My capture device for projects and for reference is Evernote.  I’ve been an Evernote user for 6+ years although it finally clicked for me this year.  When I was thinking about my system at the start of the year, I came up with the idea to have Evernote notebooks for each project.  Nothing super inventive there.  The stroke of genius was coming up with the idea to then use the Notebook Stack function to group notebooks into Work – Active, Home – Active, Work – Incubate, Home – Incubate, Inbox (for later filing) and Reference groups.  As projects heat up I can move them from Incubate to Active.  As the cool down I can move them to incubate.  Later I realized that sooner or later projects do actually get done, so I created two more stacks: Work – Complete and Home – Complete.  This system has made all the difference.  Count me among the thousands (millions?) of converted Evernote die hard fans.
My fourth (and 5th and 6th….maybe 7th) capture device is a (few) notebook(s).  I am still experimenting with different sizes and purposes, but for now I am carrying a journal sized notebook from Lechtturm which I quite like for meeting and phone call notes.  At the end of each meeting I use my phone to capture the notes into Evernote.  That may sounds like a long way around the barn, but the reality is writing notes in a notebook comes off to the other people I am meeting with as far more respectful and my notebook is far less likely to distract me with a flashing light or buzzing sound.
In addition to that primary notebook, I also carry a pocket sized moleskin  with a bookmark flat ben in it with me almost everywhere I go.  This has been somewhat of a life changer.  David Allen was right when he said that there really is something magical about getting the ideas out of your head and into a trusted capture device.  I always have that notebook with me and really don’t care what’s in it.  So it’s an odd assemblage of notes, phone numbers, ideas, scratched out to do lists, etc.  I move things that are worth keeping to other capture devices daily or at most every other day, but otherwise use this small notebook merely to keep my mind free.  I have two other physical notebooks that I keep as well: a daily journal (severely lacking of entries lately) and a quote journal for capturing quotes that I find interesting or inspirational.  These last two are perhaps outside the scope of a productivity system, but I mention them here mainly since they sit with the others.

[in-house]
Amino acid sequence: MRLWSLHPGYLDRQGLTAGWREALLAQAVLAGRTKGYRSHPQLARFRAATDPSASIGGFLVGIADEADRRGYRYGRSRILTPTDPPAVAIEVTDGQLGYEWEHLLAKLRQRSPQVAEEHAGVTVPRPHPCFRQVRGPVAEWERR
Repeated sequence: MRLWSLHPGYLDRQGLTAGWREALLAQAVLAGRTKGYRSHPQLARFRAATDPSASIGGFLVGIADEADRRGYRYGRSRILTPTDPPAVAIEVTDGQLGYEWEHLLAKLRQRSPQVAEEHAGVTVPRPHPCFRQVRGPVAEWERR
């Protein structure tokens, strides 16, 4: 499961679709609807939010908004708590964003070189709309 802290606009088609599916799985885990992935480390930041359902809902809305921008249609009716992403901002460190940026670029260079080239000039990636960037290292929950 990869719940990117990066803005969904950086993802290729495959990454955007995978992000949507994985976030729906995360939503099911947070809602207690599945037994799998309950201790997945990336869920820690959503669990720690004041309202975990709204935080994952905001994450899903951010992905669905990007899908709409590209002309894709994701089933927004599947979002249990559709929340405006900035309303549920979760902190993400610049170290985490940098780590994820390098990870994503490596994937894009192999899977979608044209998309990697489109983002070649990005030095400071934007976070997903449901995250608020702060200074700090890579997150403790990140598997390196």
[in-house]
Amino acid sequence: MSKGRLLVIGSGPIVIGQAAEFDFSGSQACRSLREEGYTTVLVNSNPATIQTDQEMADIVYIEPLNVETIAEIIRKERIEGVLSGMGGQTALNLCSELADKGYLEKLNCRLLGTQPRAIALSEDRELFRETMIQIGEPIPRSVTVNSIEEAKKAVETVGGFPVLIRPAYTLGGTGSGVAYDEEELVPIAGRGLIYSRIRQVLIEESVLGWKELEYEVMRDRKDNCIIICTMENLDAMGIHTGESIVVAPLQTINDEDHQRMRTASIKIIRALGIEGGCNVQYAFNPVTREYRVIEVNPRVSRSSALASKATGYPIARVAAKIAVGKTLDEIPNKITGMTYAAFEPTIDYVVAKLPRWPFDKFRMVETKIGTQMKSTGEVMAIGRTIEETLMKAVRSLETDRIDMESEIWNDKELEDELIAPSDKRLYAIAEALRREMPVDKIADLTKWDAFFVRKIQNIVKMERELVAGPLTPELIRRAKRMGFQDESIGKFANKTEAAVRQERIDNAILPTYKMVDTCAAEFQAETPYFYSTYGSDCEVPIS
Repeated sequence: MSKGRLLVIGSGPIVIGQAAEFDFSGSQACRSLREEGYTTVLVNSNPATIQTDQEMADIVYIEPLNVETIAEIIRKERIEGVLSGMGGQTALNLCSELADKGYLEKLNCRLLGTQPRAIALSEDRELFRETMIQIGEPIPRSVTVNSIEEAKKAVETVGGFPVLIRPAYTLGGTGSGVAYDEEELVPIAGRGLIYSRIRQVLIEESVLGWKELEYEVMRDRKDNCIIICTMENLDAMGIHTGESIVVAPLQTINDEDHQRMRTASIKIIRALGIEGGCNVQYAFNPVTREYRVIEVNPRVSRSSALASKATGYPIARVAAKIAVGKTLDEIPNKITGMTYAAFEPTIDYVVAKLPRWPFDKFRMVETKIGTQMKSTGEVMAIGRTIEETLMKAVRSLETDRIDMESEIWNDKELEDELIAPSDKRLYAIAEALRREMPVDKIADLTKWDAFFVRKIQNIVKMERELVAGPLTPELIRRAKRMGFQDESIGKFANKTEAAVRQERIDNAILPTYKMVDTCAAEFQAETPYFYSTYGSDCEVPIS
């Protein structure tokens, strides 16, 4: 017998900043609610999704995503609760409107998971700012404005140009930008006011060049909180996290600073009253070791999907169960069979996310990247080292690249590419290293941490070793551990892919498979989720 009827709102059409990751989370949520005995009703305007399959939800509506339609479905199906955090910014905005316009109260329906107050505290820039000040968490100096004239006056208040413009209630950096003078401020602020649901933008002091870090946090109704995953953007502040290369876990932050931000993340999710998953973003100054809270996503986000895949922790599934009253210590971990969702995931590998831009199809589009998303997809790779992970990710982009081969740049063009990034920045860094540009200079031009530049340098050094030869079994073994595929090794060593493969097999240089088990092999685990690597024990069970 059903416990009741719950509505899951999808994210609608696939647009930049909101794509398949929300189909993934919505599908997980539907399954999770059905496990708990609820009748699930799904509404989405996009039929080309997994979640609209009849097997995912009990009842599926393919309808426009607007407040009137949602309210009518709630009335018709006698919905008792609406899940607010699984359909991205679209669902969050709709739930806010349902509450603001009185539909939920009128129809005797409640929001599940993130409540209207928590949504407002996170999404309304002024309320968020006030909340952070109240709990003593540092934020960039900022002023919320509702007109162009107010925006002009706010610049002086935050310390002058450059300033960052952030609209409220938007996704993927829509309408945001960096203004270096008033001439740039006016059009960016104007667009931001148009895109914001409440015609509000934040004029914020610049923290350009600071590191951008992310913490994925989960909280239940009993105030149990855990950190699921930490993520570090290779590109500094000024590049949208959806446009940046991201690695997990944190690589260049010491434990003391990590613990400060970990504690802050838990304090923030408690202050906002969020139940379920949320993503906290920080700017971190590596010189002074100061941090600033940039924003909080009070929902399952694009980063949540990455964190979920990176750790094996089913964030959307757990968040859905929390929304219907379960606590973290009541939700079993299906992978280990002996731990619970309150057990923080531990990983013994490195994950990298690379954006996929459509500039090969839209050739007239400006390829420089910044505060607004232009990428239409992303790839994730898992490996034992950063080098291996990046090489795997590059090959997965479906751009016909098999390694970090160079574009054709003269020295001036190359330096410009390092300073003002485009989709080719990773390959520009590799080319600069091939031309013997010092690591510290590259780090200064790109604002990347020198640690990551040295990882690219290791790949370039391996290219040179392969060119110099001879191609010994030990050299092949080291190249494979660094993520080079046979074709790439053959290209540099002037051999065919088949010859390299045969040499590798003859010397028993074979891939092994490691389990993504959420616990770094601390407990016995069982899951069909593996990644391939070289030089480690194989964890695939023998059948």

So that’s how my system stands as of September 2015.  I’m sure it will change in the coming months.  I just heard about the Bullet Journal method and there are a few things from that approach that I think I am going to steal.  I know it seems like I spent a lot of time worried about a system to help me get things done…when I could have just gone ahead and done them.  But remember, my goal was not just the largest checked off to do list at the end of each day.  Rather it was to be intentional about how I spend my time.  There is not shortage of things to do, but there is a shortage of time to do them in.  This system helps me manage the scarce resource to make sure its applied to the things that matter most to me.